“Free Online Education Is Now Illegal in Minnesota”

Will Oremus, Slate: “The Chronicle of Higher Education reports that the state has decided to crack down on free education, notifying California-based startup Coursera that it is not allowed to offer its online courses to the state’s residents.”

I’d draw some instructive moral from this regulatory train wreck, but better not: if my Minnesota readers found my comments to be educational, we might all get in trouble. Update: Minnesota backs off (h/t Gitarcarver and others)


  • If you are a resident of Minnesota, you agree that either (1) you will not take courses on Coursera, or (2) for each class that you take, the majority of work you do for the class will be done from outside the State of Minnesota.

    If you promise not to learn anything would that be acceptable?

    But Ms. Grimes said the law the letters refer to isn’t new. “This has been a longtime requirement in Minnesota (at least 20 years) and applies to online and brick-and-mortar postsecondary institutions that offer instruction to Minnesota residents as part of our overall responsibility to provide consumer protection for students,” she wrote in an e-mail.

    She is another brain dead bureaucrat. How can she say that with a straight face? How do you protect a student by preventing the student from taking a free course? Is she going to demand that Concera refund the money that the student didn’t pay for the course? Clearly there is a need for tar and feathers in the state of Minnesota.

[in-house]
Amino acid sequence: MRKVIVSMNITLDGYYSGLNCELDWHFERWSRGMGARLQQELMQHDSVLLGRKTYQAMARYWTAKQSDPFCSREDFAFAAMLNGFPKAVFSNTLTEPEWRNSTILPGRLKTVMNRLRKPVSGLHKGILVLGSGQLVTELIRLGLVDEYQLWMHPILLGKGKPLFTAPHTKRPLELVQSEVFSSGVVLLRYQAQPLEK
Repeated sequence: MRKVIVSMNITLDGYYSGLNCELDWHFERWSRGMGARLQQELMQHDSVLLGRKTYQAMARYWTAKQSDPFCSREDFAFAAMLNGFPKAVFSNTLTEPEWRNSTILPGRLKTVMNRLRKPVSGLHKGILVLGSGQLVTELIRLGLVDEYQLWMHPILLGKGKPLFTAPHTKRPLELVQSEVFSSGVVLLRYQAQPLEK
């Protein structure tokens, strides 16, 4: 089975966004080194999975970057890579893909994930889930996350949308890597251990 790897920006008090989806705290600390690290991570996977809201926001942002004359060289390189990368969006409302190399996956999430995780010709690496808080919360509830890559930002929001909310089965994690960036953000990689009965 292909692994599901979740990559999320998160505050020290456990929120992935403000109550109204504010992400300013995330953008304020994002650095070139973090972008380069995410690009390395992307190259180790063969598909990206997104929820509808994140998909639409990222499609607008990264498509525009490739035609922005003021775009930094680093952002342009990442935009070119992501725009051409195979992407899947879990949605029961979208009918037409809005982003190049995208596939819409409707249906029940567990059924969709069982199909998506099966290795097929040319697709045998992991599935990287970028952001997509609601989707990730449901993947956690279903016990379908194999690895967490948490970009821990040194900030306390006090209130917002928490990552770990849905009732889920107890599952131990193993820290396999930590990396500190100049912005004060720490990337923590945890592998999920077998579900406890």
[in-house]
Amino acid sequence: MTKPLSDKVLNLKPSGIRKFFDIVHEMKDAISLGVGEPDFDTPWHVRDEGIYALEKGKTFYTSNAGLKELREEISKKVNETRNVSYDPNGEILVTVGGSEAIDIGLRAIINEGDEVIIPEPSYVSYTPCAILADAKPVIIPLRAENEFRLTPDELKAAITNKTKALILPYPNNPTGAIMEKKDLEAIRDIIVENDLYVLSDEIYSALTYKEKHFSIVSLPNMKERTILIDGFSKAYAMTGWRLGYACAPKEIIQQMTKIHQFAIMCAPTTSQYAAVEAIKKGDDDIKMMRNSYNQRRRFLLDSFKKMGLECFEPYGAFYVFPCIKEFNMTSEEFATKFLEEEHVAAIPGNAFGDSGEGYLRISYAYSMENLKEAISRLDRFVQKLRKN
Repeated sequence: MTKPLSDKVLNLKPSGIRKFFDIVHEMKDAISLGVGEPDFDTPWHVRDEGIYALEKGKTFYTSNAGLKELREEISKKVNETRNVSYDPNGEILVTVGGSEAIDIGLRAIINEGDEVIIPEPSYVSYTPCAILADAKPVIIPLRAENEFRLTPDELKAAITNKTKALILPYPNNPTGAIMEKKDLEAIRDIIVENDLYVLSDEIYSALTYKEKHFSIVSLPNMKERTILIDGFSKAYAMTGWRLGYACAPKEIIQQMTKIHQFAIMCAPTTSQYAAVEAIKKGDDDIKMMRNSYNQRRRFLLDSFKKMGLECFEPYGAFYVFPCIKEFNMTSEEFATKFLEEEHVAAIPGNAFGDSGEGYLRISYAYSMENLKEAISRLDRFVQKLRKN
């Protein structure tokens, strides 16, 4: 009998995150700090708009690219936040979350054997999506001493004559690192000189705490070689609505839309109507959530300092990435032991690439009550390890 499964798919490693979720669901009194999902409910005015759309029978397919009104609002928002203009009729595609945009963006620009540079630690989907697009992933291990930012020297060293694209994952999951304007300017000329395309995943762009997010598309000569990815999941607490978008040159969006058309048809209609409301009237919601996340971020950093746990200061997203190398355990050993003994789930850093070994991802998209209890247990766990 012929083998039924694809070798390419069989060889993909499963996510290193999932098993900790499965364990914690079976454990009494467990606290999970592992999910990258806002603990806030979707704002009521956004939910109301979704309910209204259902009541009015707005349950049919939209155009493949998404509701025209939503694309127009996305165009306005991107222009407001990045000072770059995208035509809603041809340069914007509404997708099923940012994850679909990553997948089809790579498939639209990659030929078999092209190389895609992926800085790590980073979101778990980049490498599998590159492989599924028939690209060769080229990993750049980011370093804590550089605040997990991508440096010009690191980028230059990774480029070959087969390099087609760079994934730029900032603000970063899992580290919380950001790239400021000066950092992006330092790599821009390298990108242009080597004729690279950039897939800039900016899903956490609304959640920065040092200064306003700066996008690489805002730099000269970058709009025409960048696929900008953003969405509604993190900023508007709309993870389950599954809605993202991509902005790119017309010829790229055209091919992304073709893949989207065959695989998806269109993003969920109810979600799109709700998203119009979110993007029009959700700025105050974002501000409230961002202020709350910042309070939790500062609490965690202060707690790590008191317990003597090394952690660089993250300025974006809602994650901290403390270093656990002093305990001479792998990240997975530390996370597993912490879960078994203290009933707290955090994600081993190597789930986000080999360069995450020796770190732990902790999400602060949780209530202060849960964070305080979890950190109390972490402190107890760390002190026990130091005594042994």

• Welp, best shut off the internet going in or out to Minnesota. Any act of going on the internet to educate yourself about anything is technically free. Ergo, verboten.

  • Is it okay if they have to pay money to their ISP?

  • A discouraging news story. But at least tobacco litigation lawyers haven’t gotten involved yet:


  • Thank you, Minnesota! You are making Mississippi look better all the time!

  • Another of the many (swarms) of laws passed among other reasons so that Lavrenti Beria can find a law you’ve broken, since no one can even know them all, much less follow them all.

    On the the other hand, most laws are followed out of respect, and when the law loses respect among the citizens, it cannot be enforced even by the Lavrentia Beria’s of the world unless the jury system can also be disposed of. More and more our system cries out for relief and it will be up to citizens serving on juries to grant it . . . .

  • Protecting entrenched Academia has NOTHING to do with it!

    You cynic!

  • Well, this screws me over rather handily. I use Coursera extensively since I’m a low-income individual and can only afford to take one or two classes at community college a semester (and that’s with the Pell).

  • I’d draw some instructive moral from this regulatory train wreck, but better not: if my Minnesota readers found my comments to be educational, we might all get in trouble.

    Sgt Schultz was right all along!

  • Pardon me if this is a stupid question, but haven’t Minnesota’s officials heard of the Commerce Clause? They need Congress’s permission to keep ANY interstate product or service out of their state, and I hope they will never get it.

  • According to the original Slate article and a new article on Slate found here: http://www.slate.com/blogs/future_tense/2012/10/19/minnesota_coursera_ban_state_won_t_crack_down_on_free_online_courses_after.html

    Minnesota has decided to back off of their enforcement of the law.

  • Does the First Amendment apply in Minnesota? The state really think it can condition your receipt of information on payment? That’d be a fun case to litigate. Like shooting fish in a barrel.